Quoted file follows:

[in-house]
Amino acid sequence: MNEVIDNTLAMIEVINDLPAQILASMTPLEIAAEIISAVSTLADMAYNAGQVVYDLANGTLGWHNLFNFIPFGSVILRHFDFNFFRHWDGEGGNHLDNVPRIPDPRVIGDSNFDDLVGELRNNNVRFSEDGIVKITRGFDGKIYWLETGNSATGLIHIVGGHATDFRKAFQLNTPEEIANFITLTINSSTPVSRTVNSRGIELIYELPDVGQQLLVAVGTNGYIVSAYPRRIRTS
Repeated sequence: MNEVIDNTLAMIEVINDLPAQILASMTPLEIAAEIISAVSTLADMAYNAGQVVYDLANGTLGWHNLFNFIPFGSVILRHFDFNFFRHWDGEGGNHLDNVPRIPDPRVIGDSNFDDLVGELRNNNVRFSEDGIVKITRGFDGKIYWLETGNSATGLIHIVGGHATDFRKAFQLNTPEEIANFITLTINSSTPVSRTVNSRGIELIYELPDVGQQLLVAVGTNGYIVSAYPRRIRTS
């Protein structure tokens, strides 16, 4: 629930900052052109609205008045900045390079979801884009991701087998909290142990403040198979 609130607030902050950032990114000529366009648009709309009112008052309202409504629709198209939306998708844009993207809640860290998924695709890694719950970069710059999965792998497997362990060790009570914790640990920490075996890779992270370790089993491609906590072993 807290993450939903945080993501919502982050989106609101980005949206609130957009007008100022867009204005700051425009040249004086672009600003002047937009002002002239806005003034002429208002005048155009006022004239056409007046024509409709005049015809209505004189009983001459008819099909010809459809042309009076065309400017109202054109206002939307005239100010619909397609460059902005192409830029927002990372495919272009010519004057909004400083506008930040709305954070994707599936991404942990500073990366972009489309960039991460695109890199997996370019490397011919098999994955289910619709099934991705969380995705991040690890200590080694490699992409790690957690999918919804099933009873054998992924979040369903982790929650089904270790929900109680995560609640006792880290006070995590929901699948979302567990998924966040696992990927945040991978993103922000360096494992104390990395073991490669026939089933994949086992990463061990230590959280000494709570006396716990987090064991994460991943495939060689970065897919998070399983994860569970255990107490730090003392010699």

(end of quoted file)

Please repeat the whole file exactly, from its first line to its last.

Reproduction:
[in-house]
Amino acid sequence: MNEVIDNTLAMIEVINDLPAQILASMTPLEIAAEIISAVSTLADMAYNAGQVVYDLANGTLGWHNLFNFIPFGSVILRHFDFNFFRHWDGEGGNHLDNVPRIPDPRVIGDSNFDDLVGELRNNNVRFSEDGIVKITRGFDGKIYWLETGNSATGLIHIVGGHATDFRKAFQLNTPEEIANFITLTINSSTPVSRTVNSRGIELIYELPDVGQQLLVAVGTNGYIVSAYPRRIRTS
Repeated sequence: MNEVIDNTLAMIEVINDLPAQILASMTPLEIAAEIISAVSTLADMAYNAGQVVYDLANGTLGWHNLFNFIPFGSVILRHFDFNFFRHWDGEGGNHLDNVPRIPDPRVIGDSNFDDLVGELRNNNVRFSEDGIVKITRGFDGKIYWLETGNSATGLIHIVGGHATDFRKAFQLNTPEEIANFITLTINSSTPVSRTVNSRGIELIYELPDVGQQLLVAVGTNGYIVSAYPRRIRTS
């Protein structure tokens, strides 16, 4: 629930900052052109609205008045900045390079979801884009991701087998909290142990403040198979 609130607030902050950032990114000529366009648009709309009112008052309202409504629709198209939306998708844009993207809640860290998924695709890694719950970069710059999965792998497997362990060790009570914790640990920490075996890779992270370790089993491609906590072993 807290993450939903945080993501919502982050989106609101980005949206609130957009007008100022867009204005700051425009040249004086672009600003002047937009002002002239806005003034002429208002005048155009006022004239056409007046024509409709005049015809209505004189009983001459008819099909010809459809042309009076065309400017109202054109206002939307005239100010619909397609460059902005192409830029927002990372495919272009010519004057909004400083506008930040709305954070994707599936991404942990500073990366972009489309960039991460695109890199997996370019490397011919098999994955289910619709099934991705969380995705991040690890200590080694490699992409790690957690999918919804099933009873054998992924979040369903982790929650089904270790929900109680995560609640006792880290006070995590929901699948979302567990998924966040696992990927945040991978993103922000360096494992104390990395073991490669026939089933994949086992990463061990230590959280000494709570006396716990987090064991994460991943495939060689970065897919998070399983994860569970255990107490730090003392010699």